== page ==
Local politicians and housing specialists in Hackney spoke out against government legislation that could slash social housing stock during a debate in Stoke Newington on March 9.
A debate, dubbed Hackney: a place to call home, gave the public an opportunity to raise questions regarding housing issues and to gauge the opinion of local housing representatives.
Central to the debate was the Housing and Planning Bill – going through parliament now – which contains measures which could dramatically reduce the country’s social housing stock.
Hackney Council fears the Bill will force them to privatise 700 newly-built council homes, forcing tenants to pay extra rent charges if their annual household income is higher than £40,000.
Philip Glanville, Hackney Cabinet Member of Housing, claimed the Bill was “an attack on the post-war housing settlement”. He said the housing crisis was a priority issue during the London mayoral campaign, due to ongoing lack of affordable accommodation within the inner London area.
Glanville said: “Our borough is second in London for building new homes and third for creating affordable social housing. However we do not get funding from the Government to create social housing.”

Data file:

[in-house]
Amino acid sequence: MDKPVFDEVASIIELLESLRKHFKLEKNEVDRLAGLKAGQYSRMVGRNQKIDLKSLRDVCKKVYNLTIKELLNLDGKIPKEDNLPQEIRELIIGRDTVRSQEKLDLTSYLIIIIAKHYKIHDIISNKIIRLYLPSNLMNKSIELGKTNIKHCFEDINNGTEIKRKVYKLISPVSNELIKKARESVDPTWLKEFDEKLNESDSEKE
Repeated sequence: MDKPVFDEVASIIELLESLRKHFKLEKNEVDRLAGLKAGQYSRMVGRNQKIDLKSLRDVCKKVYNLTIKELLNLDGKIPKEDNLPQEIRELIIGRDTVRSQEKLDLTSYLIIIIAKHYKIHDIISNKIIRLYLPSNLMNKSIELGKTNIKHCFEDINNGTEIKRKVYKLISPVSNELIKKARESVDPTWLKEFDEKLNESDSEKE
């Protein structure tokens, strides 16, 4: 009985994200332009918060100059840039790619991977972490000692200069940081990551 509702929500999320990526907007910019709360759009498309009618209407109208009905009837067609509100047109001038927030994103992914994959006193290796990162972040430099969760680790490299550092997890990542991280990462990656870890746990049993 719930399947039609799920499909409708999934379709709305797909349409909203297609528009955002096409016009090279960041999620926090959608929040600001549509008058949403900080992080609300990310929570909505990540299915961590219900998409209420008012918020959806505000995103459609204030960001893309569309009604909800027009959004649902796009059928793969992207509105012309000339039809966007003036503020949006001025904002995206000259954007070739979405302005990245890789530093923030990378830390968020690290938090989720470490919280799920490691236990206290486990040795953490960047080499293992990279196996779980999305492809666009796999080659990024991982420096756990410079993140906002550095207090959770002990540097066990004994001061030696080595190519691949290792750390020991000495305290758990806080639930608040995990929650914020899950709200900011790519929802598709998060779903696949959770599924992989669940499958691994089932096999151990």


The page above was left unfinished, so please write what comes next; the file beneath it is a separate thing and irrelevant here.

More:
According to Glanville, Hackney Council is running a regeneration program, which aims to raise the overall social housing in the area to 70 per cent, He estimated that 1800 social homes need to be built in Hackney to lower the housing crisis.
He continued saying that social housing is a vital part of Hackney as it enhances the economical and ethnic diversity the borough is proud of.
Tom Copley, London Assembly member, said: “Government policies are going to lead to drainage. London will depopulate and become an expensive place inhabited by wealthy people.”
Patricia Turnbull of London Tenants Federation, said: “Every human should have a right to accommodation, regardless one’s assets.
“Social housing is very important for current people, but also for future generations. That is why tenants should take every action to protect their rights – unite, join organisations, write letters to politicians. We need to show our disapproval to governmental laws.”
At the end of the discussion the audience was encouraged to join a protest called “Kill the Housing Bill”, which starts Sunday March 13 at 12am in Lincoln’s Inn Fields, Central London.
The Housing and Planning Bill is in the House of Lords having been passed by the Commons.